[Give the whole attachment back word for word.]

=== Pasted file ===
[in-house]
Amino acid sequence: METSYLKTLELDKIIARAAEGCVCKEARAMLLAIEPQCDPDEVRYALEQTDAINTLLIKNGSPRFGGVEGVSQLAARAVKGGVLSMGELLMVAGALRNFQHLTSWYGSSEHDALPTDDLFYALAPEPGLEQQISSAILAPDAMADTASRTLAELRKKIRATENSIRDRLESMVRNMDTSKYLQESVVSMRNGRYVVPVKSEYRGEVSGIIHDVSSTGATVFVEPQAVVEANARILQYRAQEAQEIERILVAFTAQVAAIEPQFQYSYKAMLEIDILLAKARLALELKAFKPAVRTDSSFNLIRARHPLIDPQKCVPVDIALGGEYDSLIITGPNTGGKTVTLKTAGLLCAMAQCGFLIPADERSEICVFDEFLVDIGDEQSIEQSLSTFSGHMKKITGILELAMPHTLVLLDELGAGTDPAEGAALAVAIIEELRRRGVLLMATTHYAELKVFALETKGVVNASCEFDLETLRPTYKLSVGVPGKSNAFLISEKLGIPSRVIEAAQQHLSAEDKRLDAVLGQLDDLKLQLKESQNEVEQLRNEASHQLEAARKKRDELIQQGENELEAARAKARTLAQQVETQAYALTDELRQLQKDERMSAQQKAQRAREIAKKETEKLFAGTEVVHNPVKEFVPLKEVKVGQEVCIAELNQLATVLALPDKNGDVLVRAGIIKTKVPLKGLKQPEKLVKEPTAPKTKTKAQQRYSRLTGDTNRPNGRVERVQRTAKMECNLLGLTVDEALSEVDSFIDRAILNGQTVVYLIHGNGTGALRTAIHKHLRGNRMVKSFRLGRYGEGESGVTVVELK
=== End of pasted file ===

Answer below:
[in-house]
Amino acid sequence: METSYLKTLELDKIIARAAEGCVCKEARAMLLAIEPQCDPDEVRYALEQTDAINTLLIKNGSPRFGGVEGVSQLAARAVKGGVLSMGELLMVAGALRNFQHLTSWYGSSEHDALPTDDLFYALAPEPGLEQQISSAILAPDAMADTASRTLAELRKKIRATENSIRDRLESMVRNMDTSKYLQESVVSMRNGRYVVPVKSEYRGEVSGIIHDVSSTGATVFVEPQAVVEANARILQYRAQEAQEIERILVAFTAQVAAIEPQFQYSYKAMLEIDILLAKARLALELKAFKPAVRTDSSFNLIRARHPLIDPQKCVPVDIALGGEYDSLIITGPNTGGKTVTLKTAGLLCAMAQCGFLIPADERSEICVFDEFLVDIGDEQSIEQSLSTFSGHMKKITGILELAMPHTLVLLDELGAGTDPAEGAALAVAIIEELRRRGVLLMATTHYAELKVFALETKGVVNASCEFDLETLRPTYKLSVGVPGKSNAFLISEKLGIPSRVIEAAQQHLSAEDKRLDAVLGQLDDLKLQLKESQNEVEQLRNEASHQLEAARKKRDELIQQGENELEAARAKARTLAQQVETQAYALTDELRQLQKDERMSAQQKAQRAREIAKKETEKLFAGTEVVHNPVKEFVPLKEVKVGQEVCIAELNQLATVLALPDKNGDVLVRAGIIKTKVPLKGLKQPEKLVKEPTAPKTKTKAQQRYSRLTGDTNRPNGRVERVQRTAKMECNLLGLTVDEALSEVDSFIDRAILNGQTVVYLIHGNGTGALRTAIHKHLRGNRMVKSFRLGRYGEGESGVTVVELK